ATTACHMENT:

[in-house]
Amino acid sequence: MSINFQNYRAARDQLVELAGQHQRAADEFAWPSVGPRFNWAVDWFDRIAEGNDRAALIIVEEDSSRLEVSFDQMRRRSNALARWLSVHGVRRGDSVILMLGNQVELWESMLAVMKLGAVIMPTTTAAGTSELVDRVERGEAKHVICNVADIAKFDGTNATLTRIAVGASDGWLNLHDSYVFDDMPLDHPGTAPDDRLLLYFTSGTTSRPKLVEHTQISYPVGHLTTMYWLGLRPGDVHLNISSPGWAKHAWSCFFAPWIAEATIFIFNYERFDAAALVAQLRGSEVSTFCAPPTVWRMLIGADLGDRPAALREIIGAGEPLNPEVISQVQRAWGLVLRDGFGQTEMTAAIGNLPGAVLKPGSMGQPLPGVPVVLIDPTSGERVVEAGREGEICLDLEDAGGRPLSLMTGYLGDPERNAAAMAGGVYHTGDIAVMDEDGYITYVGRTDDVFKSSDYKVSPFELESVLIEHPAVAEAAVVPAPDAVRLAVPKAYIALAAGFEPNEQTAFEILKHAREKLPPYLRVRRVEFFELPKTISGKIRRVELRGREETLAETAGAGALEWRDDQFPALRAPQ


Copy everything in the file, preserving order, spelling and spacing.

[in-house]
Amino acid sequence: MSINFQNYRAARDQLVELAGQHQRAADEFAWPSVGPRFNWAVDWFDRIAEGNDRAALIIVEEDSSRLEVSFDQMRRRSNALARWLSVHGVRRGDSVILMLGNQVELWESMLAVMKLGAVIMPTTTAAGTSELVDRVERGEAKHVICNVADIAKFDGTNATLTRIAVGASDGWLNLHDSYVFDDMPLDHPGTAPDDRLLLYFTSGTTSRPKLVEHTQISYPVGHLTTMYWLGLRPGDVHLNISSPGWAKHAWSCFFAPWIAEATIFIFNYERFDAAALVAQLRGSEVSTFCAPPTVWRMLIGADLGDRPAALREIIGAGEPLNPEVISQVQRAWGLVLRDGFGQTEMTAAIGNLPGAVLKPGSMGQPLPGVPVVLIDPTSGERVVEAGREGEICLDLEDAGGRPLSLMTGYLGDPERNAAAMAGGVYHTGDIAVMDEDGYITYVGRTDDVFKSSDYKVSPFELESVLIEHPAVAEAAVVPAPDAVRLAVPKAYIALAAGFEPNEQTAFEILKHAREKLPPYLRVRRVEFFELPKTISGKIRRVELRGREETLAETAGAGALEWRDDQFPALRAPQ